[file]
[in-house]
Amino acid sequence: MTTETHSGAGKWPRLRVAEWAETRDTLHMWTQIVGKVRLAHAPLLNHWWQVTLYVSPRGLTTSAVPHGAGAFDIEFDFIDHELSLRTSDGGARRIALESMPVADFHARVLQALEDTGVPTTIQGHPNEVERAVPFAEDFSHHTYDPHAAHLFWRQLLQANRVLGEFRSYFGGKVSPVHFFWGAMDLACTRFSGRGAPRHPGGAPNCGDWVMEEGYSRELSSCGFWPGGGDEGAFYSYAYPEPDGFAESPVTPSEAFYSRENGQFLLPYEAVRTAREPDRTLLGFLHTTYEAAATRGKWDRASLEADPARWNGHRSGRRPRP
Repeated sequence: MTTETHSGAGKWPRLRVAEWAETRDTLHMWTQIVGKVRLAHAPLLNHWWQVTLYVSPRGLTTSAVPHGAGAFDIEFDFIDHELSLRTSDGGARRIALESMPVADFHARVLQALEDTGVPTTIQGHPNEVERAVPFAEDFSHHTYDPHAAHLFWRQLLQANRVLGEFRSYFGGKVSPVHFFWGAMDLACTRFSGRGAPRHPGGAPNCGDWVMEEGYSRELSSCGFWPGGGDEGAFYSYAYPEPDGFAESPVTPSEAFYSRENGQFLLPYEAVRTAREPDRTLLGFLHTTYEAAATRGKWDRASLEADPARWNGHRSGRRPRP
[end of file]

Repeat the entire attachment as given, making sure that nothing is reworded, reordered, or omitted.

[in-house]
Amino acid sequence: MTTETHSGAGKWPRLRVAEWAETRDTLHMWTQIVGKVRLAHAPLLNHWWQVTLYVSPRGLTTSAVPHGAGAFDIEFDFIDHELSLRTSDGGARRIALESMPVADFHARVLQALEDTGVPTTIQGHPNEVERAVPFAEDFSHHTYDPHAAHLFWRQLLQANRVLGEFRSYFGGKVSPVHFFWGAMDLACTRFSGRGAPRHPGGAPNCGDWVMEEGYSRELSSCGFWPGGGDEGAFYSYAYPEPDGFAESPVTPSEAFYSRENGQFLLPYEAVRTAREPDRTLLGFLHTTYEAAATRGKWDRASLEADPARWNGHRSGRRPRP
Repeated sequence: MTTETHSGAGKWPRLRVAEWAETRDTLHMWTQIVGKVRLAHAPLLNHWWQVTLYVSPRGLTTSAVPHGAGAFDIEFDFIDHELSLRTSDGGARRIALESMPVADFHARVLQALEDTGVPTTIQGHPNEVERAVPFAEDFSHHTYDPHAAHLFWRQLLQANRVLGEFRSYFGGKVSPVHFFWGAMDLACTRFSGRGAPRHPGGAPNCGDWVMEEGYSRELSSCGFWPGGGDEGAFYSYAYPEPDGFAESPVTPSEAFYSRENGQFLLPYEAVRTAREPDRTLLGFLHTTYEAAATRGKWDRASLEADPARWNGHRSGRRPRP